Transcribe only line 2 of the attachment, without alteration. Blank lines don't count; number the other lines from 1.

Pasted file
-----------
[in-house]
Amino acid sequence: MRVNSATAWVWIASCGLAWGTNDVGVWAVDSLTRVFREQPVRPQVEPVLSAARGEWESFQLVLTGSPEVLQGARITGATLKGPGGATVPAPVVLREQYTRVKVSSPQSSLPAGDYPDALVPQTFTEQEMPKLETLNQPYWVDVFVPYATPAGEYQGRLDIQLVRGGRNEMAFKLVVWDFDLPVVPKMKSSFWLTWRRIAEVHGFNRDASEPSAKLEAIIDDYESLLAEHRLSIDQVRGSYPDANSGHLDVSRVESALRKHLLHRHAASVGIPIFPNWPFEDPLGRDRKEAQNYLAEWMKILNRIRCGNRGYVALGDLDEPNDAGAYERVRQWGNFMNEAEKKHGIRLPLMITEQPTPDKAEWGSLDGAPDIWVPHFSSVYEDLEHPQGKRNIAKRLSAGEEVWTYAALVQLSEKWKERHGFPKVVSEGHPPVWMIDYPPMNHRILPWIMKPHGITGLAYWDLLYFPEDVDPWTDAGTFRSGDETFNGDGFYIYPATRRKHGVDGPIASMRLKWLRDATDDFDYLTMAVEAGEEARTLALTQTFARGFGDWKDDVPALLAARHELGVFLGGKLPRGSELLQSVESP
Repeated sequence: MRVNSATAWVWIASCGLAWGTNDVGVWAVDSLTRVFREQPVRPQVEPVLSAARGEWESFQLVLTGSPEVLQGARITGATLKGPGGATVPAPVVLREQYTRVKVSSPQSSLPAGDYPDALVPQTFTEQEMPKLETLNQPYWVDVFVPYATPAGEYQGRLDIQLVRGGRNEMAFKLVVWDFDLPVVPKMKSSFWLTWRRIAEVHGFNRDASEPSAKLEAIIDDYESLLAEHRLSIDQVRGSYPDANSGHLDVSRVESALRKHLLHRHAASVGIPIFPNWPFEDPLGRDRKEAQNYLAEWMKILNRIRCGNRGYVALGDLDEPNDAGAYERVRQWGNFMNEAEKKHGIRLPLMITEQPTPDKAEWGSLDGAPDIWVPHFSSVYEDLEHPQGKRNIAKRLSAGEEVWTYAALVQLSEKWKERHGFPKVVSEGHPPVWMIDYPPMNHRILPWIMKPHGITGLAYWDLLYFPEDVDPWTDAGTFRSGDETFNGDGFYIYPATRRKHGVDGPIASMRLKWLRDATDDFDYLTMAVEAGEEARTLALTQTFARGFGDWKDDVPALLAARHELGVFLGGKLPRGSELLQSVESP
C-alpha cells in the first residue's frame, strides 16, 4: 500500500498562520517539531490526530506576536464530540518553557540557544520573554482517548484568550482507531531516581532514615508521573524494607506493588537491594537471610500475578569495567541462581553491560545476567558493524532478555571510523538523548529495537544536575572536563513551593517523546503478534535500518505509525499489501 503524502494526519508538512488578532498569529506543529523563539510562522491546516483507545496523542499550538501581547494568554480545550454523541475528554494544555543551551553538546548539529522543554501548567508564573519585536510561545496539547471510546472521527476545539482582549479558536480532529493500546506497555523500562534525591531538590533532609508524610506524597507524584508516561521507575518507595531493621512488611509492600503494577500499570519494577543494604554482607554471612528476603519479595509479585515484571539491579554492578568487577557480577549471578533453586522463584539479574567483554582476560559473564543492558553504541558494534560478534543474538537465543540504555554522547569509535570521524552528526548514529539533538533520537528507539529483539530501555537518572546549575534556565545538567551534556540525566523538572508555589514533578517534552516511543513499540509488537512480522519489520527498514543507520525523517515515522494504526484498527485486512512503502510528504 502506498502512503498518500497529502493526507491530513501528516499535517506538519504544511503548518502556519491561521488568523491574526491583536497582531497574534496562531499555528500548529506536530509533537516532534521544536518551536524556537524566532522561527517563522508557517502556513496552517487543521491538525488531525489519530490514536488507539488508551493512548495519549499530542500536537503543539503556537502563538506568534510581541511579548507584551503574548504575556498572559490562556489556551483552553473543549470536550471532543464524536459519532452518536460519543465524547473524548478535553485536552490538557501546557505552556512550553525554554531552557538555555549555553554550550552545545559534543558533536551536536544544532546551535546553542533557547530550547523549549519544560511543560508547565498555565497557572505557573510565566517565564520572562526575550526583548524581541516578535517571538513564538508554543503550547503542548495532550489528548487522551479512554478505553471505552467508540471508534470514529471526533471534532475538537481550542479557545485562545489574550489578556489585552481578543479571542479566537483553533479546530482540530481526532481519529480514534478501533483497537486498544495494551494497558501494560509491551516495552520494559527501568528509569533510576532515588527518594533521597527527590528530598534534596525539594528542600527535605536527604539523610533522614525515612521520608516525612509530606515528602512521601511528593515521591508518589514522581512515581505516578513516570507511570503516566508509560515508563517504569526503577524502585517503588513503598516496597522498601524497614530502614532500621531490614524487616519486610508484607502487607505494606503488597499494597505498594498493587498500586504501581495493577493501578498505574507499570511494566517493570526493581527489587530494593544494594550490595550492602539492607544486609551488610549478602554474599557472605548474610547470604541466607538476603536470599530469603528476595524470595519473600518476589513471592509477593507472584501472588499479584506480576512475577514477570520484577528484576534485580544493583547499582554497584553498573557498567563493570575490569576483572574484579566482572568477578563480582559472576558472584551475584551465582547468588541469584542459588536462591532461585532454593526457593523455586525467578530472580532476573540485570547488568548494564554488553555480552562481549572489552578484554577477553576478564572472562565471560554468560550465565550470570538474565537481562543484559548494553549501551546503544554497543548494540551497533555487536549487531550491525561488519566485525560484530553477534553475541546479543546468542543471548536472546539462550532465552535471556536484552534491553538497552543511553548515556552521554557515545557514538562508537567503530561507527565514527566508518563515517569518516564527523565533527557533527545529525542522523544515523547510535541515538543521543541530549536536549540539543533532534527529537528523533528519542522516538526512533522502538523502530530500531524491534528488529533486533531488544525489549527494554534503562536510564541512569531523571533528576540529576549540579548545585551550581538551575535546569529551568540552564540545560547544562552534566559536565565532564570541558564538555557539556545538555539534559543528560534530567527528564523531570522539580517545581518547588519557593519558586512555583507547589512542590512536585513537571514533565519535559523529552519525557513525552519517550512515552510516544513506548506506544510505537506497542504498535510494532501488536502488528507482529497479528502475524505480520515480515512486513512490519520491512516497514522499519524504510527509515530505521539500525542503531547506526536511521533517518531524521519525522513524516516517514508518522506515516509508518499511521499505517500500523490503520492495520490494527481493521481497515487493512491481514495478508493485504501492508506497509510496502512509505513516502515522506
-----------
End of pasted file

Amino acid sequence: MRVNSATAWVWIASCGLAWGTNDVGVWAVDSLTRVFREQPVRPQVEPVLSAARGEWESFQLVLTGSPEVLQGARITGATLKGPGGATVPAPVVLREQYTRVKVSSPQSSLPAGDYPDALVPQTFTEQEMPKLETLNQPYWVDVFVPYATPAGEYQGRLDIQLVRGGRNEMAFKLVVWDFDLPVVPKMKSSFWLTWRRIAEVHGFNRDASEPSAKLEAIIDDYESLLAEHRLSIDQVRGSYPDANSGHLDVSRVESALRKHLLHRHAASVGIPIFPNWPFEDPLGRDRKEAQNYLAEWMKILNRIRCGNRGYVALGDLDEPNDAGAYERVRQWGNFMNEAEKKHGIRLPLMITEQPTPDKAEWGSLDGAPDIWVPHFSSVYEDLEHPQGKRNIAKRLSAGEEVWTYAALVQLSEKWKERHGFPKVVSEGHPPVWMIDYPPMNHRILPWIMKPHGITGLAYWDLLYFPEDVDPWTDAGTFRSGDETFNGDGFYIYPATRRKHGVDGPIASMRLKWLRDATDDFDYLTMAVEAGEEARTLALTQTFARGFGDWKDDVPALLAARHELGVFLGGKLPRGSELLQSVESP